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Enjoyment of Home.


its works, partly from the unskilfulness of its workers. Such a spectacle is useful to our Government.

I asked you some questions, which you have not answered. Is Mrs. Grote returned from Germany ? Is she well? Has she received my letter addressed to her at Heidelberg ? The last question is always doubtful when one writes from France.

I send you a letter from the Count de Fénelon, which I think will interest you. You will give it me back when we meet.

I am very curious to know what you will think of Egypt; and I hope that we shall be established in Paris when you return.


Tocqueville, September 19, 1855. Your letter, my dear Senior, of the 26th of August, has much interested me. I see that you are resolved on your great journey. I could say like Alexander, if the comparison were not too ambitious, that I should wish to be in your place if I were not in my own ; but I cannot get satiated with the pleasure of being at home after so long an absence. Everything is pleasure in this country life, among my own fields. Even the solitude is charming ; but were I anywhere else, I should envy you your tour.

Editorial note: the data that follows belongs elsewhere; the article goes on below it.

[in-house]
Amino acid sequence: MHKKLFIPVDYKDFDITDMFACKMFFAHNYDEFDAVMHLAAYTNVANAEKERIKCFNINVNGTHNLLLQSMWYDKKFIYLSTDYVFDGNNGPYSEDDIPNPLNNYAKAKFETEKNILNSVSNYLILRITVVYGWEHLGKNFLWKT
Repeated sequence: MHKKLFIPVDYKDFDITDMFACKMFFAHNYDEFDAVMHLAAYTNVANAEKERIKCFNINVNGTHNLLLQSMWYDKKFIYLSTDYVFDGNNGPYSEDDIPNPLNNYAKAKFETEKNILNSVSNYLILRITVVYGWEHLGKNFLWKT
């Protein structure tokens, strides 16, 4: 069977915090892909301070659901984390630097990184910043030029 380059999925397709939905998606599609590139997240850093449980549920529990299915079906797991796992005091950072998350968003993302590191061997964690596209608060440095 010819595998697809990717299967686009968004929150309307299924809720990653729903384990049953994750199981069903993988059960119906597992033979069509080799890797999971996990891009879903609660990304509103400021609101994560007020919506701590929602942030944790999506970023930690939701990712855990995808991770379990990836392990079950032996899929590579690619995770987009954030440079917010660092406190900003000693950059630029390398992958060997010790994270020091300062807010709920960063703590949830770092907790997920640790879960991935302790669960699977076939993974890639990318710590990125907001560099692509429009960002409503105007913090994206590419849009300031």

Everything in Egypt is curious : the past, the present, and the future. I hope to learn much from your Journal, which I trust that I shall have. We shall certainly meet you in Paris.

The noise made by the fall of Sebastopol has echoed even to this distant corner of France. It is a glorious event, and has delighted every Frenchman of every party and of every opinion, for in these matters we are

one man.

I fear that the victory has been bought dearly. There is not a neighbouring village to which the war has not cost some of its children. But they bear it admirably. You know, that in war we show the best side of our character. If our civilians resembled our soldiers we should long ago have been masters of Europe.

This war has never been popular, nor is it popular, yet we bear all its cost with a cheerfulness admirable when you consider the sorrows which it occasions, aggravated by the distress produced by the dearness of bread. If, instead of the Crimea, the seat of war had been the Rhine, with a definite purpose, the whole nation would have risen, as it has done before.

But the object of the war is unintelligible to the people. They only know that France is at war, and must be made, at any price, to triumph.